Track by Track

“Gemini Feed”The Altar opens with the instantly hypnotic “Gemini Fee.” This song was the second single released prior to the album. While the verses buzz with restrained energy, the choruses explode into a defiant attack on an ex-lover’s misguided intentions. Banks is fierce and passionate, and “Gemini Feed” stands out as memorable song that will stick with its listeners.

Note: While the digital version of the track jumps right into the production and runs to only 3:06, the physical album version of “Gemini Feed” is 3:25 due to a stripped piano-and-vocal hint of the chorus. This is the same intro heard in the song’s music video.

“F–k With Myself” – The second track on the album was also the first taste of the album that fans heard. It was the first single, complete with a disturbing music video. “F–k With Myself” starts with eerie, mysterious instrumentation, setting a dark stage for Banks’s drama. She sings theatrically, seductively whispering one minute, then warping her voice into a new character the next. While the verses are taunting, the choruses take on a more serious tone. Banks admits, “I used to care what you think about me,” but now she’s moved on. 

“Lovesick” – Banks moves into more delicate, intimate territory on “Lovesick.” She’s desperate for this person to “come love me,” but she “ain’t even ashamed” to admit this. Banks allows herself to sound vulnerable, but she’s not weak or timid. She deserves the love she requests. “Lovesick” is a soft, full song that balances out the frenzied energy of the first two tracks.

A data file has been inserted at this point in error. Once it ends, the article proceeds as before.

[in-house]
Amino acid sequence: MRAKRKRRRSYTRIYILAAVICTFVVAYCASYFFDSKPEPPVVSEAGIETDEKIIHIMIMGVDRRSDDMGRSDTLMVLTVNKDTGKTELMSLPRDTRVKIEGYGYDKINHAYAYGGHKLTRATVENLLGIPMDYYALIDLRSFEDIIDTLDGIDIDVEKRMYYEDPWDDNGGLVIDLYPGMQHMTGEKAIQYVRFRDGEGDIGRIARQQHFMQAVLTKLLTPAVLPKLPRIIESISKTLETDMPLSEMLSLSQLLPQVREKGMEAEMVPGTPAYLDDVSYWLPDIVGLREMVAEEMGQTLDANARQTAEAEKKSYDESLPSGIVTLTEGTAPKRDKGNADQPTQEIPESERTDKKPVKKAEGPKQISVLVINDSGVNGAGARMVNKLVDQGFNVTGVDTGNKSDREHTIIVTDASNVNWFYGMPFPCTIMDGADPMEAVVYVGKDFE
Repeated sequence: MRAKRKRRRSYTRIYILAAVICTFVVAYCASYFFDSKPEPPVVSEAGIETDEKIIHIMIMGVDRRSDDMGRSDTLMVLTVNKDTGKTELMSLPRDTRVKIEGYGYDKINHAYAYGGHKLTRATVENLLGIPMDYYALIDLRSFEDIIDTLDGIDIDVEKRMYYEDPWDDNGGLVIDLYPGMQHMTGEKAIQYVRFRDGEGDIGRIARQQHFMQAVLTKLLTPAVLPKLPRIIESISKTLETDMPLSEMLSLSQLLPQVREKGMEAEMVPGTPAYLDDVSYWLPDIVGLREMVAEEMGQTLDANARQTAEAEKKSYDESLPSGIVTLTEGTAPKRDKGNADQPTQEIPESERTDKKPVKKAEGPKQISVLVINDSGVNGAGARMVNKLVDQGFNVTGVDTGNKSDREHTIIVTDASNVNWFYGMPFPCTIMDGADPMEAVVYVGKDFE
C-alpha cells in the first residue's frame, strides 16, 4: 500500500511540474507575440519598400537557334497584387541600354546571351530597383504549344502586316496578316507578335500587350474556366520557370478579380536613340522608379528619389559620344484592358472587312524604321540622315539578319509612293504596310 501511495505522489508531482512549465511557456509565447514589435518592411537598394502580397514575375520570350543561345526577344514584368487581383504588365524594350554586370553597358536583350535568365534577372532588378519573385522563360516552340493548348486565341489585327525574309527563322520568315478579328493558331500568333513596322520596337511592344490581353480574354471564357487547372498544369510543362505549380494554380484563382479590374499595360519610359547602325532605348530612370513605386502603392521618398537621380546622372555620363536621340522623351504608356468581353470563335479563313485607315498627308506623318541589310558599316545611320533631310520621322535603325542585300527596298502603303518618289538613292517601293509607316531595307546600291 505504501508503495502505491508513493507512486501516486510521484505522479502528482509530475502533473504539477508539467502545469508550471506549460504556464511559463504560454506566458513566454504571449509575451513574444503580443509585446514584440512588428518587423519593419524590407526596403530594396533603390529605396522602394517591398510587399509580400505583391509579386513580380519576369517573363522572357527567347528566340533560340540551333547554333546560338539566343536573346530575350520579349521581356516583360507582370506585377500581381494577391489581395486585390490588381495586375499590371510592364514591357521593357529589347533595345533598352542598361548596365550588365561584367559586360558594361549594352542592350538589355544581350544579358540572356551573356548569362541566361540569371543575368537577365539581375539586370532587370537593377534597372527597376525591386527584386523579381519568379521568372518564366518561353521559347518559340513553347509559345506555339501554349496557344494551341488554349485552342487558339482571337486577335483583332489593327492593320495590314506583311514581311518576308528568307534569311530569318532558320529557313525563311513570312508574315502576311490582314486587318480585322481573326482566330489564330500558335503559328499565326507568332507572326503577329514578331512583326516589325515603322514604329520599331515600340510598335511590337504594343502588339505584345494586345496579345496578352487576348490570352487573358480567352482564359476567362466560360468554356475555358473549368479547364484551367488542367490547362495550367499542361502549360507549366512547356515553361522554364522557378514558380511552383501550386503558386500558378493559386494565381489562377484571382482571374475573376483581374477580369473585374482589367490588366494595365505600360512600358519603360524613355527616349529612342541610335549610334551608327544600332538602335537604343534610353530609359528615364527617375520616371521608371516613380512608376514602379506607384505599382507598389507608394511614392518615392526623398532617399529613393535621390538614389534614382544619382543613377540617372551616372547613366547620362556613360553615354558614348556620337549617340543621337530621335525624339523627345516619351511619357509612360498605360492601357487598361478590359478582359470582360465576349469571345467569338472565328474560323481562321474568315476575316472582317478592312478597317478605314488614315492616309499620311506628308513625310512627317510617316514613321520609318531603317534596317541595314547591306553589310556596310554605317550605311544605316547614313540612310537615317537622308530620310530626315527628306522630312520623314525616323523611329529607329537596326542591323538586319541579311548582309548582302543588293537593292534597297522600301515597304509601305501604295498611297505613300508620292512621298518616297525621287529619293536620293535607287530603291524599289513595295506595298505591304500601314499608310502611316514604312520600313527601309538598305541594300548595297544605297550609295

“Mind Games” – A promo single in August, “Mind Games” was our last hint of The Altar before the album’s release. The song begins with a simple, haunting piano. The lyrics cut straight to the chase, describing the couple’s unhealthy relationship. Banks plays her part, because, as she points out, “I know you like mind games.” But the game is getting old, and she’s tired. The chorus allows her powerful, high vocals to shine as she wails, “Do you see me now?”  It’s a lovely song, though a bit of a grower. Give it a few listens and it will emerge as a highlight on the album. 

“Trainwreck” – One of the best songs on The Altar is the chaotic, gripping “Trainwreck.” Banks deftly spits out lyrics on the quick-tongued verses. Even though she “saved you from your darker days,” you can’t take her care for granted; “it was just a phase.” On the impactful choruses, Banks declares that “I had to get away.” “Trainwreck” is another powerful, instant song that would make a great single.